New York University's independent student newspaper, established in 1973.

Washington Square News

New York University's independent student newspaper, established in 1973.

Washington Square News

New York University's independent student newspaper, established in 1973.

Washington Square News

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Government censorship of Navy SEAL novel strikes freedom

A controversial new book will be hitting shelves today, which details the Navy SEALs’ mission to kill al-Qaeda founder, Osama bin Laden, last May. Matt Bissonnette, under the pseudonym “Mark Owen,” is now under fire over the information he releases in his book, “No Easy Day.” The author provides an account of his journey as a Navy SEAL, including the events leading up to the raid and subsequent death of bin Laden.

Bissonnette’s account heavily contradicts those that have already been publicized by the government in regards to how bin Laden died. The emergence of a different account puts into question the credibility of government statements on this issue.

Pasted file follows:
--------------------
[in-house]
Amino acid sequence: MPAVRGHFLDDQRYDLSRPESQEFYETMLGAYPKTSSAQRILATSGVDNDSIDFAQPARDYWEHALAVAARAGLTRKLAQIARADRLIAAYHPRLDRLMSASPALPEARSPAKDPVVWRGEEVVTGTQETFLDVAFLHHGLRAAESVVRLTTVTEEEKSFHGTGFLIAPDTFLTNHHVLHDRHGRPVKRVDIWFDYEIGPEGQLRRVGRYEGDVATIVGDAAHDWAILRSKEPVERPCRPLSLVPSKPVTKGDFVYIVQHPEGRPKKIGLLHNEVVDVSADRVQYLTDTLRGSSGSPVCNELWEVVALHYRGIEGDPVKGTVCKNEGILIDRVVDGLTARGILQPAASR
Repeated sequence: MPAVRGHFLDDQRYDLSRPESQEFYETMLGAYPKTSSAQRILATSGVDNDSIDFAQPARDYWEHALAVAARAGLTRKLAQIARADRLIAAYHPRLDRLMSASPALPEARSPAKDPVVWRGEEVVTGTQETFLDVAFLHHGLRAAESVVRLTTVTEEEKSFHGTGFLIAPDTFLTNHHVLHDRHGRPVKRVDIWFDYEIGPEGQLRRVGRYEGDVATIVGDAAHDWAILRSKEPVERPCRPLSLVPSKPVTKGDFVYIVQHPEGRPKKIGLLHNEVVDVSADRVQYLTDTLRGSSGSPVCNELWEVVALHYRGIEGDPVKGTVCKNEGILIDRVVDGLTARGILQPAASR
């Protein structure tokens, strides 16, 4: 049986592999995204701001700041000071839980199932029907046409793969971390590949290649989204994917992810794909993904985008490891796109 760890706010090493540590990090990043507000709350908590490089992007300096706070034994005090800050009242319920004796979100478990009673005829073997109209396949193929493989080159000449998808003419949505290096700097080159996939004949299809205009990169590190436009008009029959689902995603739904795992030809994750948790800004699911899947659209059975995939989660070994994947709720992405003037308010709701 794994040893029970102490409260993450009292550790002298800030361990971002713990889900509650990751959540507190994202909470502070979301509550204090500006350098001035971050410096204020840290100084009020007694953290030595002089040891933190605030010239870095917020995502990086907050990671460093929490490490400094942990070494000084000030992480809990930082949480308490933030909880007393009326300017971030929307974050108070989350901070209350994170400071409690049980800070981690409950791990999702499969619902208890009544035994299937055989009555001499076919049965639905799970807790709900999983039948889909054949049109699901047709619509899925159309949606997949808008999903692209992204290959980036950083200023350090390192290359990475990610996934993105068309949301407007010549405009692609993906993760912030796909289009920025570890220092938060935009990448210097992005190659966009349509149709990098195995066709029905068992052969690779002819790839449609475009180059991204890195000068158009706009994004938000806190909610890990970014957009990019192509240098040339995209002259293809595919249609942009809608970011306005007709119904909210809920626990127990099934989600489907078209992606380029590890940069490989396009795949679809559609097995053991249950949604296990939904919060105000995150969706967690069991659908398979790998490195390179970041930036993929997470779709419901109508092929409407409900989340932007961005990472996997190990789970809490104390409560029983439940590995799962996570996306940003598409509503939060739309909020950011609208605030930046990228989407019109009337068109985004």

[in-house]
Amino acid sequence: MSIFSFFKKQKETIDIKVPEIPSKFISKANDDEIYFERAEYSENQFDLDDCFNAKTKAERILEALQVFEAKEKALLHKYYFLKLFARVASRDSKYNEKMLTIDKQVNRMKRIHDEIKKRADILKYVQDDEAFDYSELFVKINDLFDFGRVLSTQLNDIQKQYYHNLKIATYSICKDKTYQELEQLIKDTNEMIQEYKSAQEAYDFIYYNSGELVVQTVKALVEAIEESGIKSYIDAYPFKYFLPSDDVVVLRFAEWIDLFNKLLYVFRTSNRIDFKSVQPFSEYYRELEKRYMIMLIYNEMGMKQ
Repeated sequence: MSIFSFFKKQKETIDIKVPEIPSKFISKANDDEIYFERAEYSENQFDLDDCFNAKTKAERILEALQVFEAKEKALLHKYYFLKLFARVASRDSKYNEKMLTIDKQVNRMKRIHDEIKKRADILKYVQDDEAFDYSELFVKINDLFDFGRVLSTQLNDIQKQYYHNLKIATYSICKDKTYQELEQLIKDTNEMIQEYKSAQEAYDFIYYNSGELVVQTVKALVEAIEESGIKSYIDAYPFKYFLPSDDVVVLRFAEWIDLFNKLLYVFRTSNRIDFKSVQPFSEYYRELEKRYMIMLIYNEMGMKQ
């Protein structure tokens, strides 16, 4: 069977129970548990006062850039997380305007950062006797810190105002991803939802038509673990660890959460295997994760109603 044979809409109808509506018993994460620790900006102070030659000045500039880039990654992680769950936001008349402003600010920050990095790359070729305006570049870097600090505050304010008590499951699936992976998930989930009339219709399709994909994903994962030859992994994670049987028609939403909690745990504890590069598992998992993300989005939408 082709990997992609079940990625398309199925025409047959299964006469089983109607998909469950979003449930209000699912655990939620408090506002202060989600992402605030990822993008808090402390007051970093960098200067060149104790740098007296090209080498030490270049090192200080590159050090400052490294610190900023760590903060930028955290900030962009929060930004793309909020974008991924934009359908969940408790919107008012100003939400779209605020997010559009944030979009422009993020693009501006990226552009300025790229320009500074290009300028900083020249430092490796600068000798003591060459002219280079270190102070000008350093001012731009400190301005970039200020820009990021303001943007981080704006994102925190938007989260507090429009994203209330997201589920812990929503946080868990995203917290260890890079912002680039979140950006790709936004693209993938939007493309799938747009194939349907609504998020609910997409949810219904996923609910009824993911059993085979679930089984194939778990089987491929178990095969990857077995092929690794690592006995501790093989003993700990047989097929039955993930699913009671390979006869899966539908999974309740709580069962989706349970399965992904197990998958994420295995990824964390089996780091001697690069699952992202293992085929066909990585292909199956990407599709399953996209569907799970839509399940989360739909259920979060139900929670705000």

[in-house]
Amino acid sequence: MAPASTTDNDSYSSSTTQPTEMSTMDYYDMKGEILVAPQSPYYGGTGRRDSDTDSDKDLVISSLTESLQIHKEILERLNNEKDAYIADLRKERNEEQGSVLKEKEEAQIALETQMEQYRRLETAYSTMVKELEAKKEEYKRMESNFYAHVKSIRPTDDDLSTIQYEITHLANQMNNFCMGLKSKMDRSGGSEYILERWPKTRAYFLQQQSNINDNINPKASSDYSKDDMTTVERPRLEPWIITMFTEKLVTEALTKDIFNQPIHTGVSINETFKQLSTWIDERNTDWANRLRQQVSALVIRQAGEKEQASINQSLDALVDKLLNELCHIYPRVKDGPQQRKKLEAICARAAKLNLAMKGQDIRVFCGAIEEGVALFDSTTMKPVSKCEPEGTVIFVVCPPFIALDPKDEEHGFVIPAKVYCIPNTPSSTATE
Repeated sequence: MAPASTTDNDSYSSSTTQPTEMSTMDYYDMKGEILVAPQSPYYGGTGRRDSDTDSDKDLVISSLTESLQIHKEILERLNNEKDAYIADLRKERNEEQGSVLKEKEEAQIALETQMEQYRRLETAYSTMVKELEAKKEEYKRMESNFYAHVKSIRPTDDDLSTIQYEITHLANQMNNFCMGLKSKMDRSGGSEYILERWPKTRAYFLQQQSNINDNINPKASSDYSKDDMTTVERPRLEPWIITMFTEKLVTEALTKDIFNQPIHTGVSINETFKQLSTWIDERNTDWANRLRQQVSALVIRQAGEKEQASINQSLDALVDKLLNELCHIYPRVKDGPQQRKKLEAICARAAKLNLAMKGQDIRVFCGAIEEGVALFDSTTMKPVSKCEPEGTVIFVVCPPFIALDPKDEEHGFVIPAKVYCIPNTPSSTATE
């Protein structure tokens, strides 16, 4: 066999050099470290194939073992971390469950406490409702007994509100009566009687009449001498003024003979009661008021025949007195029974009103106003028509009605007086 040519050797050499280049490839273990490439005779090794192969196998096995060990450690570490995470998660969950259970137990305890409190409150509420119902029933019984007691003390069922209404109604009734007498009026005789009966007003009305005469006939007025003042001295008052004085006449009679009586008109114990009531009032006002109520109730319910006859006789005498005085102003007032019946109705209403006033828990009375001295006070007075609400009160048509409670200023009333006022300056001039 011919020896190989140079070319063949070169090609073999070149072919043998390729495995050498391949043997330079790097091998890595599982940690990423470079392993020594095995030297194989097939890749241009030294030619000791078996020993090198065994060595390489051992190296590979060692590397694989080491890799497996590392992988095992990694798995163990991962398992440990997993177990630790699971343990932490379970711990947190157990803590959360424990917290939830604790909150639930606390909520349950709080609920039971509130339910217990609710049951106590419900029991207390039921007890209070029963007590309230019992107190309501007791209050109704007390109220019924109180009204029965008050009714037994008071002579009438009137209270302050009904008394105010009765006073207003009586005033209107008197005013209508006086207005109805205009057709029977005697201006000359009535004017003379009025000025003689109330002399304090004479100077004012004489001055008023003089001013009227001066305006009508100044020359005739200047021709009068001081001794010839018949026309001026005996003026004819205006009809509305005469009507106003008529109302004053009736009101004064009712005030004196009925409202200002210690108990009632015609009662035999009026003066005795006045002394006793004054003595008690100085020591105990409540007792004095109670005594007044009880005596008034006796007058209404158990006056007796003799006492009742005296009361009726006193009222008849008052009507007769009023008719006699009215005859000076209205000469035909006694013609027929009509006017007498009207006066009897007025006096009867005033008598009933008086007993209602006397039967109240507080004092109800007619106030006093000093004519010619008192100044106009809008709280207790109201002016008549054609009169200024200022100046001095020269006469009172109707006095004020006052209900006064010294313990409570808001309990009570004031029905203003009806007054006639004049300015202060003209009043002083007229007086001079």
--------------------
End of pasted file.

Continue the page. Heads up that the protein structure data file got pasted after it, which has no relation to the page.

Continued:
The WSN Editorial Board believes Bissonnette should not be prosecuted by the Department of Defense. As proponents of free speech and government transparency, we believe he has the right to share and the public is entitled to know the details of one of the most significant U.S. current events.

If the book had included information that posed a threat to national security, then the government would be justified to block the publication. However, according to a New York Times Review, the book avoids disclosing classified information and partisan advocacy. It discusses the details of the raid and evinces in the mind-set of the SEALs involved. Given these circumstances, pressing charges against the author only paints the U.S. as an overly aggressive censor, when in fact the government should be an advocate for free speech.

The black and white laws meant to protect national security are veiled by the red, white and blue imagery that have come to define this occasion. However, when the application of gag laws is exploited by the government for political gain, the purpose of the laws are diluted and delegitimized. The publication of this book provides a public service as part of Mr. Bissonette’s personal narrative of the raid.

We laud any efforts to maintain an open discourse on issues of importance to the citizenry and military alike. The government should be determined to promote the patriotic undertaking of telling the truth rather than deterring those brave enough to tell it.

A version of the article appeared in the Sept. 4 print edition. Email the Editorial Board at [email protected].

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